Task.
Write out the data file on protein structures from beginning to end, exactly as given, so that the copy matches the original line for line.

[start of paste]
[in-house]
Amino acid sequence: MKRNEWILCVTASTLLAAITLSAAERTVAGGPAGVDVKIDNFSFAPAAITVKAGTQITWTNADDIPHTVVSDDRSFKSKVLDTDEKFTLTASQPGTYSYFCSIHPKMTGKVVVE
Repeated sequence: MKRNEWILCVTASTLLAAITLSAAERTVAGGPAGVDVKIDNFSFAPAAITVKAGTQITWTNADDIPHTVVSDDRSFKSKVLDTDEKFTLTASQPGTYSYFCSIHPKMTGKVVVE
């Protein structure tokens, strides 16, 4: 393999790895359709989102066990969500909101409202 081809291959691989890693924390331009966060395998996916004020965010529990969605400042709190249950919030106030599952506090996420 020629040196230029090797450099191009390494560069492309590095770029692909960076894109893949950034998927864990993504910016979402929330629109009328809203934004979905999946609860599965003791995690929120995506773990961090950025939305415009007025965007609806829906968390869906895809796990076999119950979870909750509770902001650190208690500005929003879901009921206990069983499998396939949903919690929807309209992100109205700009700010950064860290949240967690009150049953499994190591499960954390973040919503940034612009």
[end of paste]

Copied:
[in-house]
Amino acid sequence: MKRNEWILCVTASTLLAAITLSAAERTVAGGPAGVDVKIDNFSFAPAAITVKAGTQITWTNADDIPHTVVSDDRSFKSKVLDTDEKFTLTASQPGTYSYFCSIHPKMTGKVVVE
Repeated sequence: MKRNEWILCVTASTLLAAITLSAAERTVAGGPAGVDVKIDNFSFAPAAITVKAGTQITWTNADDIPHTVVSDDRSFKSKVLDTDEKFTLTASQPGTYSYFCSIHPKMTGKVVVE
């Protein structure tokens, strides 16, 4: 393999790895359709989102066990969500909101409202 081809291959691989890693924390331009966060395998996916004020965010529990969605400042709190249950919030106030599952506090996420 020629040196230029090797450099191009390494560069492309590095770029692909960076894109893949950034998927864990993504910016979402929330629109009328809203934004979905999946609860599965003791995690929120995506773990961090950025939305415009007025965007609806829906968390869906895809796990076999119950979870909750509770902001650190208690500005929003879901009921206990069983499998396939949903919690929807309209992100109205700009700010950064860290949240967690009150049953499994190591499960954390973040919503940034612009």